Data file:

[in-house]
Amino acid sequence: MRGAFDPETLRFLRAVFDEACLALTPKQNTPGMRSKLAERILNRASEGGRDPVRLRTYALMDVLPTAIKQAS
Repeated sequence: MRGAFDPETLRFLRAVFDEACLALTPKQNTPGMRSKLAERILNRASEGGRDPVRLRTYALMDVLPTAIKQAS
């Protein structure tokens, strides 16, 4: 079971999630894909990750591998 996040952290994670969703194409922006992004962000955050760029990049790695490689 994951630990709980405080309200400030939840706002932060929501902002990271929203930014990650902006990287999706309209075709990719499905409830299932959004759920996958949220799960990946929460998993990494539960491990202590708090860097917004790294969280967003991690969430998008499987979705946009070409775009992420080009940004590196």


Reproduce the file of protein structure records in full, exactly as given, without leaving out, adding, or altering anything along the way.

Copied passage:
[in-house]
Amino acid sequence: MRGAFDPETLRFLRAVFDEACLALTPKQNTPGMRSKLAERILNRASEGGRDPVRLRTYALMDVLPTAIKQAS
Repeated sequence: MRGAFDPETLRFLRAVFDEACLALTPKQNTPGMRSKLAERILNRASEGGRDPVRLRTYALMDVLPTAIKQAS
């Protein structure tokens, strides 16, 4: 079971999630894909990750591998 996040952290994670969703194409922006992004962000955050760029990049790695490689 994951630990709980405080309200400030939840706002932060929501902002990271929203930014990650902006990287999706309209075709990719499905409830299932959004759920996958949220799960990946929460998993990494539960491990202590708090860097917004790294969280967003991690969430998008499987979705946009070409775009992420080009940004590196």